Barbara Ehrenreich’s The Cult of Busyness, is an essay that tells how different people consider things as being busy. One person’s busyness may be another person’s everyday ritual, something they could do with their eyes closed, but for another it is a big deal. Busyness does not lead to success, because people who are not busy may become successful, people who are busy are not always successful, and it most of the time it takes more than just busyness to be a success.
People who are not always busy may actually be very successful. Being successful can be defined in many different ways, and usually depends on the individual, and what success means to them. Achieving one’s goals usually means success, and it might take work, but not necessarily busyness. That person’s goals might just be to have a decent job, a car and a house of their own, and all they have to do is go to work everyday to keep that goal as an achievement, and they will consider themselves as being successful. Also, being successful might mean that the person is extremely efficient with time, and knows how to maximize it, and can delegate tasks to others.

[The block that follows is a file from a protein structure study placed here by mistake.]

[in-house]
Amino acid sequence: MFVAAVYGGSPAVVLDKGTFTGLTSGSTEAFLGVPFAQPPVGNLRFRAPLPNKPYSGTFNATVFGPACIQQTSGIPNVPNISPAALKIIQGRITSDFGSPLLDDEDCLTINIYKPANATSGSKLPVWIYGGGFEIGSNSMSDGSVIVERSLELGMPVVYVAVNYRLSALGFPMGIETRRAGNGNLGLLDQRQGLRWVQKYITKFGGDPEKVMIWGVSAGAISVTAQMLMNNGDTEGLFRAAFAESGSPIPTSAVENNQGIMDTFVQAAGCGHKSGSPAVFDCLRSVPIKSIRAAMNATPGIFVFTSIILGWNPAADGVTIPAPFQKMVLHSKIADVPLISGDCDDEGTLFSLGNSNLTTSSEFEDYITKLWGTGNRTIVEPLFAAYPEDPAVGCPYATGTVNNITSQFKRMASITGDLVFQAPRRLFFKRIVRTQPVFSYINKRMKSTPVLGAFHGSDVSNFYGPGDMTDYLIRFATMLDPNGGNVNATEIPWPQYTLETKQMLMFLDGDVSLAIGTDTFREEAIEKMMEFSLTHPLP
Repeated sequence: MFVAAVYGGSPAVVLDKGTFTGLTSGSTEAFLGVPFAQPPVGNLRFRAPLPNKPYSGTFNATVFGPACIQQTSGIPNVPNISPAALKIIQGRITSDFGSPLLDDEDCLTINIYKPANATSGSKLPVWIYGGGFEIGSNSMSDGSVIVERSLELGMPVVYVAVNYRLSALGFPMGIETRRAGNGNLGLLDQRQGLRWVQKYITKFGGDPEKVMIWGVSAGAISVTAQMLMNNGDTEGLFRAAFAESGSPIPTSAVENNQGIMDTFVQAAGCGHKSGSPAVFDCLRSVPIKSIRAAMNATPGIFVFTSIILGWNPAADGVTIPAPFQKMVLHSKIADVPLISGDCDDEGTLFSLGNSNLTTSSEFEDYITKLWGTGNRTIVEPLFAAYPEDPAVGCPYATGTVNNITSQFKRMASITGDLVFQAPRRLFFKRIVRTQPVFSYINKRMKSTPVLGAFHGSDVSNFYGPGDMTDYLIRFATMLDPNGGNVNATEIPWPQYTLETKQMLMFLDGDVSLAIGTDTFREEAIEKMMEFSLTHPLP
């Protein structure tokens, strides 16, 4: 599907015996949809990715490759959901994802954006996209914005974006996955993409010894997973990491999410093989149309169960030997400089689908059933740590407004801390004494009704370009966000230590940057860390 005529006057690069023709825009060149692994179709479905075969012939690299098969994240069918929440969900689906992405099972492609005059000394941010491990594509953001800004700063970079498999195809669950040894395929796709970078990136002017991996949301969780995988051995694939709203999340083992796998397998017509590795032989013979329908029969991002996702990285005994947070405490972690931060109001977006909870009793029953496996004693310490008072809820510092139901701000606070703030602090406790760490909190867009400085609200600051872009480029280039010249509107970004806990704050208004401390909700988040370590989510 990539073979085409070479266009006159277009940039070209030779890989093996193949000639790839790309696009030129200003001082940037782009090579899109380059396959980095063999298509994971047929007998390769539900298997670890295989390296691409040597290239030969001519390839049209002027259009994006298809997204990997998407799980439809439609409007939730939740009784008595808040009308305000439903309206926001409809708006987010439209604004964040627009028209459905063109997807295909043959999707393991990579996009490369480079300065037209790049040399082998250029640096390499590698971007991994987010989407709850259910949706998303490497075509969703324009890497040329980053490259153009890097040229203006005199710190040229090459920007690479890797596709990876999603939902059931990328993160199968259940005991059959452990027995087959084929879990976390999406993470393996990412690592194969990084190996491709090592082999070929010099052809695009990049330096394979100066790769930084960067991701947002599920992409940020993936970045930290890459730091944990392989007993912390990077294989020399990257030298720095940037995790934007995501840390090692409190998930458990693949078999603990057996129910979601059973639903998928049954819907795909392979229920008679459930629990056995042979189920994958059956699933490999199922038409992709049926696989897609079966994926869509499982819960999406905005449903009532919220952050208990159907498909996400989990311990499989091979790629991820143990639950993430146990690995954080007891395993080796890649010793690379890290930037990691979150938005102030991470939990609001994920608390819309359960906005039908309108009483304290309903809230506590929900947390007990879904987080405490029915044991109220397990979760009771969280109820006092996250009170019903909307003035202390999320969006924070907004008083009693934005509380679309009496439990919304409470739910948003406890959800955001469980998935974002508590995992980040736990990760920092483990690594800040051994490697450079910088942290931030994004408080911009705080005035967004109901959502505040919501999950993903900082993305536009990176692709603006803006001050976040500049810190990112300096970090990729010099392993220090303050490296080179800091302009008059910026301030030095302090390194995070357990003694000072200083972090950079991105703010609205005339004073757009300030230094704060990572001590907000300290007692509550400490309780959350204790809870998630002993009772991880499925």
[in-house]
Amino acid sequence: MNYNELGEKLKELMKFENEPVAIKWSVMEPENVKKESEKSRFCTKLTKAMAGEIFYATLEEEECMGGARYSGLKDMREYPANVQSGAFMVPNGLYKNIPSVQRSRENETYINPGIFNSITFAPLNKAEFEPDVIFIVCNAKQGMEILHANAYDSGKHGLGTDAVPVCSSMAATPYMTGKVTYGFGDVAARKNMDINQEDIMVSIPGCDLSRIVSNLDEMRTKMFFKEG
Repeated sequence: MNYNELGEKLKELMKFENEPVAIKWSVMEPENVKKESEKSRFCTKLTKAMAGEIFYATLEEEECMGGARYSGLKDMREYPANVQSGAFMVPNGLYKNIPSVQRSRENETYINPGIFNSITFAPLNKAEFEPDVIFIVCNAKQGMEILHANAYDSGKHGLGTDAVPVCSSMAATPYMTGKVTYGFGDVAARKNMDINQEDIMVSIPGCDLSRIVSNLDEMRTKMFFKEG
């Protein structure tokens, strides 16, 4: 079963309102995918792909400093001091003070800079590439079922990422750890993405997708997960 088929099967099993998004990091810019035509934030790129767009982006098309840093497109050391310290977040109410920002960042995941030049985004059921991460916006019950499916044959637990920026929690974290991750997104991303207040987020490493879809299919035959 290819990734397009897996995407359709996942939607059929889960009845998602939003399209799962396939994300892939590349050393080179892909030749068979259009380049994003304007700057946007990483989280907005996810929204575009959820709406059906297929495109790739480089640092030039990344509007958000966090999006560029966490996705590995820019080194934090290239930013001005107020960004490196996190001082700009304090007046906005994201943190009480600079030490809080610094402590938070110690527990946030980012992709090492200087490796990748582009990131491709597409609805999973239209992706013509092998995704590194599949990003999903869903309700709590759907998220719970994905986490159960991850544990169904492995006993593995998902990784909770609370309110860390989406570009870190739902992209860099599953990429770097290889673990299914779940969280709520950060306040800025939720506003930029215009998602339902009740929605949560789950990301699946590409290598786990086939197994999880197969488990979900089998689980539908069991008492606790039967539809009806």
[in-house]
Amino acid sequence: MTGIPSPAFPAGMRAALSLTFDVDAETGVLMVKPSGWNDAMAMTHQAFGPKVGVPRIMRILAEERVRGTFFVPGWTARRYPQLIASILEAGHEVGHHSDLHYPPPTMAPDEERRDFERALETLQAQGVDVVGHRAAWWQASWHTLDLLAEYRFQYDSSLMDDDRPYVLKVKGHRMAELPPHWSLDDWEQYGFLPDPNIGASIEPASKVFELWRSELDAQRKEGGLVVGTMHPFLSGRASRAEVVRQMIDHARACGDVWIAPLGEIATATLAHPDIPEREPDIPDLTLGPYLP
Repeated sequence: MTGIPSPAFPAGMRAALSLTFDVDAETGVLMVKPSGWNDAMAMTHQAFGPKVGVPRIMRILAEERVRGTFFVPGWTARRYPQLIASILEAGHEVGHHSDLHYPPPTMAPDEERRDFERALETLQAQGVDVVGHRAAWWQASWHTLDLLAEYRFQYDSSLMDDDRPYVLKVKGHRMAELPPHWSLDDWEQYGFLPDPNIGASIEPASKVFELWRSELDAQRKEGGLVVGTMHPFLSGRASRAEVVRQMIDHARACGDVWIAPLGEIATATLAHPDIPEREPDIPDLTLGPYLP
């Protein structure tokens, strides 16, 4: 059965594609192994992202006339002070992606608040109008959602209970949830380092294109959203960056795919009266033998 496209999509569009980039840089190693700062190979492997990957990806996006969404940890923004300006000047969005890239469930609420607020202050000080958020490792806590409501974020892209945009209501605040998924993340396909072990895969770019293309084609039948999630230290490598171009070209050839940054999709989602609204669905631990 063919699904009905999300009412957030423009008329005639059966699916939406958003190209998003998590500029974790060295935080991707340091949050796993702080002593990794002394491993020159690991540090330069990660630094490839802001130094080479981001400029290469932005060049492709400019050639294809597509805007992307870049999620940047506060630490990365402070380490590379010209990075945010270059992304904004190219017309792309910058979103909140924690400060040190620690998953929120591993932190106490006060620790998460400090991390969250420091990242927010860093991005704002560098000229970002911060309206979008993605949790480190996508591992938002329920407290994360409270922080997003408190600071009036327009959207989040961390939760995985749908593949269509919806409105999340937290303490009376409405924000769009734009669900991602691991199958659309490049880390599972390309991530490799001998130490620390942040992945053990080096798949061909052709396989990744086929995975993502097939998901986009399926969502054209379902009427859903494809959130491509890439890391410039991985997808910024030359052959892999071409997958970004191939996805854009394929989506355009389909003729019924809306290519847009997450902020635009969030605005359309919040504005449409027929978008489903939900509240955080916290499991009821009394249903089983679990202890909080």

Just because someone looks like they have a lot going on, it does not mean that they are successful. It could just mean that they have poor time management skills, or that they procrastinate and have a lot of things on their plate. Even if it is not procrastination or poor time management that causes someone to be so busy, the busyness does not equal success or even lead to success. Ehrereich states that “busyness has become an important insignia of upper-middle-class status” (284). This almost makes no sense, as busyness does not lead to success. She also says that, “If the truly successful manage to never be busy, it is also true that many of the busiest people will never be successful” (285).
Success takes more than busyness, although being busy may usually be a part of the road to success, more than that is needed to get...